Univariate and multivariate analyses for all patients, including those with poor risk cytogenetics are shown in Tables 2, 3, 4. Kaplan-Meier graphs of histone H4 acetylation and CR, relapse-free survival, and overall survival are shown in Figures 7 and 8. Histone acetylation was associated with an improved OS in all patients (HR 0.45; 95% CI 0.21-0.96, p = 0.038) (Table 4). Age at diagnosis (>35 versus ≤35), white blood count at diagnosis (>20,000/μL versus ≤20,000/μL) and cytogenetic risk group (poor versus others) were associated with a trend towards a decreased overall survival. However, this was not statistically significant (Table 4). On multivariate analysis, histone acetylation was associated with a trend towards a decreased overall survival (when evaluating all CG risk groups) (HR 0.51, 95% CI 0.23-1.13, p = 0.09). However, this was not statistically significant. Treatment (high dose cytarabine/mitoxantrone versus vincristine/prednisone based induction) was not associated with outcome.
Table 2. CR Rate: Univariate and Multivariate Analyses for All Patients (N = 46)
Table 3. Relapse-Free Survival: Univariate and Multivariate Analyses for All Patients (N = 46)
Table 4. Overall Survival: Univariate and Multivariate Analyses for All Patients (N = 46)
Figure 7. Kaplan-Meier curves of histone acetylation and relapse-free survival (RFS).
Figure 8. Kaplan-Meier curves of histone acetylation and overall survival.
Univariate and multivariate analyses for patients without poor risk cytogenetics are shown in Tables 5, 6, 7. In patients without poor risk cytogenetics (N = 20), there was an impressive association between histone acetylation and CR rate (OR 3.43, 95% CI 1.09-10.8, p = 0.035), RFS (HR 0.13, 95% CI 0.03-0.57, p = 0.008), and OS (HR 0.25, CI 0.09-0.69, p = 0.007) on univariate analysis. This association remained statistically significant in multivariate analysis when age at diagnosis, white blood count at diagnosis, and histone acetylation status were used in the analysis (Tables 5, 6, 7). There was a slight increase in the number of patients with T-cell ALL (10% of total) in the group without poor risk cytogenetics. However, the above results were still valid when evaluating only the B-cell ALL patients.
Table 5. CR Rate: Univariate and Multivariate Analysis in Patients without Poor Risk Cytogenetics (N = 20)
Table 6. Relapse-Free Survival: Univariate and Multivariate Analysis in Patients without Poor Risk Cytogenetics (N = 20)
Table 7. Overall Survival: Univariate and Multivariate Analysis in Patients without Poor Risk Cytogenetics (N = 20)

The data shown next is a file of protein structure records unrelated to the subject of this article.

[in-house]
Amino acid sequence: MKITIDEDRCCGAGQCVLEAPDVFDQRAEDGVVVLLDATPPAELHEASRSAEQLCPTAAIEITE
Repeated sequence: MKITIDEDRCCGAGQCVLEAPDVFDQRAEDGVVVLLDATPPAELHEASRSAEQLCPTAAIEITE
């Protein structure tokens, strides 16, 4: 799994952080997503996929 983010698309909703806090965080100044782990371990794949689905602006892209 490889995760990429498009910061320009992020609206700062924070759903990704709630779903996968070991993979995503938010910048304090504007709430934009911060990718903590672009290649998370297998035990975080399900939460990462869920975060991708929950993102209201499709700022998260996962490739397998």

Histone acetylation was associated with an improved CR rate, relapse-free survival, and overall survival in newly diagnosed ALL patients without poor risk cytogenetics. These data suggest that histone H4 acetylation status may help further refine the prognosis of patients with ALL. Such information may be useful in risk-stratifying patients. In the 1980s, Hoelzer et al. defined a prognostic score for ALL patients based on white blood count, age, immunophenotype, and LDH . Over the last decade, cytogenetics have become integral in risk-stratifying patients. Further biological stratification, using techniques such as histone acetylation are likely to become important in the future as we gain a better understanding of the biology of ALL. The methods for defining histone acetylation in this study are straightforward and can be performed routinely in most laboratories, making this approach widely applicable. A more refined prognostic model may be developed evaluating global histone modification patterns, as was done by Seligson et al. in prostate cancer . They evaluated the percent of cells that stained for the histone acetylation and dimethylation of five residues in histones H3 and H4. Although this may lead to a more refined risk score, the methods are more labor intensive. Finally, it is unclear if histone acetylation per se is associated with disease prognosis or if this is a marker for the biological activity of the tumor cells.
Histone acetylation was a prognostic factor on univariate analysis, but not multivariate analysis when including patients with poor risk cytogenetics. Although this may be secondary to inherent differences in the biology (other genetic or epigenetic changes) of the poor risk patients, it is also possible that allogeneic bone marrow transplant abrogated the prognostic impact of histone acetylation in these patients since a majority of patients with poor risk cytogenetics underwent transplant in first remission. There was no significant difference in histone acetylation in patients with poor risk cytogenetics versus other cytogenetic groups.
The limitations of this study are the sample size, heterogeneity of treatment, and the increased number of patients with poor risk cytogenetics. Age, cytogenetics, and white blood count at diagnosis were not significant prognostic factors due to the small sample size. However, there was a trend towards these being prognostic factors. In addition, we took these factors into account in the multivariate analysis. Despite the small sample size, histone acetylation was a significant prognostic factor for patients with normal and miscellaneous cytogenetic abnormalities on both univariate and multivariate analysis. These results should be confirmed in an independent data set with a large number of patients treated on a uniform protocol. Evaluating other histones, such as histone H3, will also be important.
List Of Abbreviations
(HDAC): Histone deacetylase; (ALL): Acute lymphoblastic leukemia; (CR): Complete remission; (OS): Overall survival; (CG): Cytogenetic; (CALGB): Cancer and Leukemia Group B; (RFS): Relapse-free survival; (OR): Odds ratio; (HR): Hazard ratio; (CI): Confidence interval;
The authors declare that they have no competing interests.
AA was the principal investigator and takes primary responsibility for the paper. SG, ED, and XZ performed the laboratory work and laboratory analysis for this study. TJ performed the statistical analysis. MK, RS, and MS recruited patients, and MK helped write the paper. EC helped write the paper. SS collected clinical information/data for this study. EH helped with the development of the laboratory assays, review of the laboratory data, and the writing of the paper. The authors report no conflicts of interest.
All authors read and approved the final manuscript.
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The pre-publication history for this paper can be accessed here: